Kat Dhalia: J. Dens, who did “Gangsta”, “My Garden”, and “Crazy”. Jon Levine did, “I Think I’m In Love Again”. Redwine did “Tumbao”. The Young Boys did “Saturday Sunday” and “Mirror”. The Julca Brothers did “Just Another Dude”. It’s definitely an array of production. But I think that it all kind of like related. I’m very particular with the way that I like my songs to sound. And I like working with all different types of people. And these songs just came the way that they did. And when we inked them it wasn’t like I wanted to be this one fit sound or just one producer I want to work with. It was kind of just like a mixture of everything.
CorrienteLatina: It does. And it definitely meshes well together. I was listening to the album for the first time, when it dropped on Spotify and I remember listening to Lava. And I’m listening to it and I’m like, wait a minute; I had to bring it back. I remember thinking – woah! This has like such a sexual undertone to it. Was that what you were trying to kind of convey? This whole like sexual undertone with the lava and going up the mountains?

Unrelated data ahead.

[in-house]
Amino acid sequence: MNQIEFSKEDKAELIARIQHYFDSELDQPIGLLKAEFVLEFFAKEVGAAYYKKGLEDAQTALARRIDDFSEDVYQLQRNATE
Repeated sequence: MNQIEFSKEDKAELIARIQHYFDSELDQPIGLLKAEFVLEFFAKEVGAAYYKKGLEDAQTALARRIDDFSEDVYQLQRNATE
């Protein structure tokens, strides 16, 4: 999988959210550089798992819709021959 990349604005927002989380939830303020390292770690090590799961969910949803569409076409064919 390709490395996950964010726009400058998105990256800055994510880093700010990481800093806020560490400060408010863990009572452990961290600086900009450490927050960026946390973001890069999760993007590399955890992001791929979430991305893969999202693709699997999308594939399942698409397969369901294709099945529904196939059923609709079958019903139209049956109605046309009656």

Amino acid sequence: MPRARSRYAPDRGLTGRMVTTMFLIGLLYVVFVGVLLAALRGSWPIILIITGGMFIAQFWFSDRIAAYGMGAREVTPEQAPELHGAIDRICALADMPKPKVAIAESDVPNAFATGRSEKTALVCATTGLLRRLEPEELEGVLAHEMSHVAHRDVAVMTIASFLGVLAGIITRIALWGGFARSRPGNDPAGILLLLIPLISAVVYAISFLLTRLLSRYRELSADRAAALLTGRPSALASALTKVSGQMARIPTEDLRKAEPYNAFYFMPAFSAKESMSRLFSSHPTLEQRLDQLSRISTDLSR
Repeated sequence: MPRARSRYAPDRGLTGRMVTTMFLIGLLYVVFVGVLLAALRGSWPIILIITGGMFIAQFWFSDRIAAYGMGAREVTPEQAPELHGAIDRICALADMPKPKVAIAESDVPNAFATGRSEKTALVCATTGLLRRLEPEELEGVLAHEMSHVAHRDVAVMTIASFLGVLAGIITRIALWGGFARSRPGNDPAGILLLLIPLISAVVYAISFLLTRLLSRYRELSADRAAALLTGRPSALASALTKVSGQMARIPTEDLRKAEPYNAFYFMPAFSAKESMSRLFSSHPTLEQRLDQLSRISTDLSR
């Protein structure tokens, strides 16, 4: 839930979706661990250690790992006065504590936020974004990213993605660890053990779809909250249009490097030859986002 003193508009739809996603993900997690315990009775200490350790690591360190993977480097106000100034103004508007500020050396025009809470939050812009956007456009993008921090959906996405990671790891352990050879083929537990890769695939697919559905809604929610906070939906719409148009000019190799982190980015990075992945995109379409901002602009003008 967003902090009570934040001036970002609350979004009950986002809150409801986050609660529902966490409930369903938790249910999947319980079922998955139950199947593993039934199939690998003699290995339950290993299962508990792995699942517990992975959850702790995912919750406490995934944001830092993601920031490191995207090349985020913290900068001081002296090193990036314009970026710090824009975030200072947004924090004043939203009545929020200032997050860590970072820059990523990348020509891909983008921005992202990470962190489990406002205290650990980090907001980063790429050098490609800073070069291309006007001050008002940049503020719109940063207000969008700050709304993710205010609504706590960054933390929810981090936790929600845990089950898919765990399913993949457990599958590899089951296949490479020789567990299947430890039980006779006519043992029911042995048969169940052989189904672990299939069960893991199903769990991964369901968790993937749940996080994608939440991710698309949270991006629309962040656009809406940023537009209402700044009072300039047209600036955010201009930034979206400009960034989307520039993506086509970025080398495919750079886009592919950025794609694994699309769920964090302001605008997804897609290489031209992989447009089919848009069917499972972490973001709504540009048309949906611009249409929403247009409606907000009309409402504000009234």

Kat Dhalia: It was definitely very metaphoric. I was reading a book called Sex and Punishment at the time. And me and Salaam were at the studio, and we just wanted to go home, honestly, we were just so tired. And I was like let me just go in this booth and just try to finish this record. We had some ideas down, but nothing really. And I just went in and I just kind of free-styled some stuff. And it just ended up coming out super sexual. And I kind of, think that it has something to do with the book I was reading. But it’s all very discrete. You know what I mean? It’s nothing like overly sexual and not too obvious. I don’t like my meanings to be too obvious.